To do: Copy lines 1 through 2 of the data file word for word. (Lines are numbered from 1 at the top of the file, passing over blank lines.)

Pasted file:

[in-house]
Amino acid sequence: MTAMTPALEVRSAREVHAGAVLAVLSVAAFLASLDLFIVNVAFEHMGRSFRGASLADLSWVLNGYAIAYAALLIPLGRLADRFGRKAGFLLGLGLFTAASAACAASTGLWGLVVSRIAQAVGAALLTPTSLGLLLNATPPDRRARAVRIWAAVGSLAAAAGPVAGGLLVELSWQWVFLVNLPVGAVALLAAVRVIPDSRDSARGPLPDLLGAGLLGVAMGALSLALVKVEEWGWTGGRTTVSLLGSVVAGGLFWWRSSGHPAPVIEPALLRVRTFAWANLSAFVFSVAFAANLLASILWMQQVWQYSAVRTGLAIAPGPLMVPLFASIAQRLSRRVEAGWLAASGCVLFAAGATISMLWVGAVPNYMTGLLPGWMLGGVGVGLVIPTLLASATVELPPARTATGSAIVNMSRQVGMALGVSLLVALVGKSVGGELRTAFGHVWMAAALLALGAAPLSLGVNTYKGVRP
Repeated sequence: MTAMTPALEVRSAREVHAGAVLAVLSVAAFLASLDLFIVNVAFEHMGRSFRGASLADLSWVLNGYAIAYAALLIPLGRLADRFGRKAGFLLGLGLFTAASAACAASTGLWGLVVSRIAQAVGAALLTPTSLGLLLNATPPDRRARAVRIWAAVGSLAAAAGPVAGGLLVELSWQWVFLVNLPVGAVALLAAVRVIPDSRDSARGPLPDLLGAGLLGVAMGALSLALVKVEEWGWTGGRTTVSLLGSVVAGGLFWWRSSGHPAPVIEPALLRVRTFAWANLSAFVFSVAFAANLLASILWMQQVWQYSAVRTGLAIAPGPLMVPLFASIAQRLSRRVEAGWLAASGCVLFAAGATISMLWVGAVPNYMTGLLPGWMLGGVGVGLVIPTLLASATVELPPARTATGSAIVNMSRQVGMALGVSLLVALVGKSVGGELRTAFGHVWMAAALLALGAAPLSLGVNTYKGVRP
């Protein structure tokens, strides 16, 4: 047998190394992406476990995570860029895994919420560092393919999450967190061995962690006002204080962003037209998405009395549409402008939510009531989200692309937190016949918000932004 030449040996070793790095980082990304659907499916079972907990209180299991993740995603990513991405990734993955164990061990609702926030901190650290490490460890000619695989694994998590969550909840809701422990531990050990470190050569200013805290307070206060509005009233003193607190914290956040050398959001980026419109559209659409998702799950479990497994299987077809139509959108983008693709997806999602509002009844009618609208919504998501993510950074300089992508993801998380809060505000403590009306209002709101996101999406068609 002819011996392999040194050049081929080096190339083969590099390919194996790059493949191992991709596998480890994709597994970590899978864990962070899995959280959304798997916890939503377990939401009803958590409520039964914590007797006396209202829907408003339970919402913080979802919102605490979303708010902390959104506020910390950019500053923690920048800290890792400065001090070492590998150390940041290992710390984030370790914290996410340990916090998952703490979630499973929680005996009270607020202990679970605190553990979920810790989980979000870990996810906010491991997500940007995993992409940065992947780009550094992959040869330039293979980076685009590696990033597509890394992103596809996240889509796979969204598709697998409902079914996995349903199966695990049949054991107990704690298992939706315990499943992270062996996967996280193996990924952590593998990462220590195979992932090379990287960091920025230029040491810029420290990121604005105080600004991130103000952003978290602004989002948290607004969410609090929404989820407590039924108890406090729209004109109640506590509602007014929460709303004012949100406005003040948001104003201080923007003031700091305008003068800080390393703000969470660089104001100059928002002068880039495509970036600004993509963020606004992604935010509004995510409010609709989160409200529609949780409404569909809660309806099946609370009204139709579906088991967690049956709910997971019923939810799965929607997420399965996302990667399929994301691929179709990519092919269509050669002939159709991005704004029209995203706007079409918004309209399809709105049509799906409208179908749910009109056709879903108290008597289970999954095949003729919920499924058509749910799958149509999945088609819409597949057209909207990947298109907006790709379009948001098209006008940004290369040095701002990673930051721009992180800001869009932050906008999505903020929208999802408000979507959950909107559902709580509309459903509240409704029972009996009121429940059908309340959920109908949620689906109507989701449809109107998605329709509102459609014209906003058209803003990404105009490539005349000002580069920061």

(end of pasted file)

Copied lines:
[in-house]
Amino acid sequence: MTAMTPALEVRSAREVHAGAVLAVLSVAAFLASLDLFIVNVAFEHMGRSFRGASLADLSWVLNGYAIAYAALLIPLGRLADRFGRKAGFLLGLGLFTAASAACAASTGLWGLVVSRIAQAVGAALLTPTSLGLLLNATPPDRRARAVRIWAAVGSLAAAAGPVAGGLLVELSWQWVFLVNLPVGAVALLAAVRVIPDSRDSARGPLPDLLGAGLLGVAMGALSLALVKVEEWGWTGGRTTVSLLGSVVAGGLFWWRSSGHPAPVIEPALLRVRTFAWANLSAFVFSVAFAANLLASILWMQQVWQYSAVRTGLAIAPGPLMVPLFASIAQRLSRRVEAGWLAASGCVLFAAGATISMLWVGAVPNYMTGLLPGWMLGGVGVGLVIPTLLASATVELPPARTATGSAIVNMSRQVGMALGVSLLVALVGKSVGGELRTAFGHVWMAAALLALGAAPLSLGVNTYKGVRP